“We need constantly to contemplate the mystery of mercy. It is a wellspring of joy, serenity and peace. Our salvation depends on it. Mercy: the word reveals the very mystery of the Most Holy Trinity. Mercy: the ultimate and supreme act by which God comes to meet us. Mercy: the fundamental law that dwells in the heart of every person who looks sincerely into the eyes of brothers and sisters on the path of life. Mercy: the bridge that connects God and man, opening our hearts to the hope of being loved forever despite our sinfulness”.
The Extraordinary Jubilee Year of Mercy, P. 2 – Pope Francis
There was a time in my life when the word contemplation suggested isolation, withdrawal, or even loneliness. It was strongly suggested that one needs to withdraw internally, perhaps even find a desert, or better, a cave in which to embrace this self-centered silence.
The phrase “find yourself” was used frequently. The advice was to use this experience as an opportunity to have a private conversation with God. However, the exact reason for the conversation was unclear at best.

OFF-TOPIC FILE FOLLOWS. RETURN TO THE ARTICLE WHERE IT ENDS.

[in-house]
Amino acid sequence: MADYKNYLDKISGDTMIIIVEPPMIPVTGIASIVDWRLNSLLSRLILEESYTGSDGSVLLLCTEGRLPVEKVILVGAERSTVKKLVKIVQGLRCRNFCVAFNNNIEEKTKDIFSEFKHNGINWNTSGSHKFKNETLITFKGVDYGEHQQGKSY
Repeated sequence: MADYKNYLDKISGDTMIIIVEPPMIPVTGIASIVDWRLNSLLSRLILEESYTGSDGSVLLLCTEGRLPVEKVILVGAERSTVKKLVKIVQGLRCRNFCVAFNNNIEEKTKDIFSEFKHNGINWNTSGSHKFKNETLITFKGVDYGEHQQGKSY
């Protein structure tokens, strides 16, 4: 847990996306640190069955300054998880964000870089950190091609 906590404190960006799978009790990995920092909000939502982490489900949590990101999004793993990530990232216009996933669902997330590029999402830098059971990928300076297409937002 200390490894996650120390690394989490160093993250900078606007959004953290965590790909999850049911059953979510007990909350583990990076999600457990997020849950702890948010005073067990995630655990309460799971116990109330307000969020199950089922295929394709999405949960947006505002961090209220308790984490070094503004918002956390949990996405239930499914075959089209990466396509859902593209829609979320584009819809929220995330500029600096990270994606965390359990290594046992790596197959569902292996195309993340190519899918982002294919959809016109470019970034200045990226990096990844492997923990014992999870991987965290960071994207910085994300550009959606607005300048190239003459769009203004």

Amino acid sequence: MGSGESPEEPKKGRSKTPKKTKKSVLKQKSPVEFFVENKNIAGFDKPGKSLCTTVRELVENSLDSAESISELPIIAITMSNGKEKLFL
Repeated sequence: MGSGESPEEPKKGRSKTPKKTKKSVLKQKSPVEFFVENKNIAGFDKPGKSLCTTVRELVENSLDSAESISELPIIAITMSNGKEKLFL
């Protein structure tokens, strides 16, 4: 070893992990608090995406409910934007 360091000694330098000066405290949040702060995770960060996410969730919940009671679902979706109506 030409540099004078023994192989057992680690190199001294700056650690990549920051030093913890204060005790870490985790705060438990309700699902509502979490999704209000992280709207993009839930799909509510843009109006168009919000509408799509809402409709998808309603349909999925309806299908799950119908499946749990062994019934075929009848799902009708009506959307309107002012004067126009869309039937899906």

It was an early-in-life encounter with the thoughts of Trappist monk Thomas Merton that provided a more enlightened focus, much needed clarity and a more personal invitation. His autobiography “The Seven Storey Mountain” (provided a different expression of desert, silence and withdrawal. He seemed to make the quest for inner peace less of a goal and more a process. He challenged the reader with the radical thought that an honest look inward resulted in unequivocal living “outward.”
Merton saw the somberness of the monastery as actually embracing the richness of those who prayed there. He took the challenges of life not as private indignity but as opportunities to witness God in the marketplace. He redefined contemplation as time taken reflecting on how I may be God’s hand for another rather than myself.
Contemplation was now a much less dark and lonely exercise and more of an opportunity to understand how to use my gifts to show God’s immense love for others.
Pope Francis is asking us to take time in this Jubilee Year of Mercy to look at, rather, contemplate, what it means to meet God in the lives of those with whom we live, work and pray. He offers us the thought that this happens significantly when we are merciful.
We are called to be people of welcome and blessing rather than judges and juries. We are asked to be bridges and not walls. We are being asked to think, pray, consider, and reflect on how we can realize God’s love in our life and those with whom we live.
Simply put, we are being asked to contemplate on God’s real presence in us and our neighbor.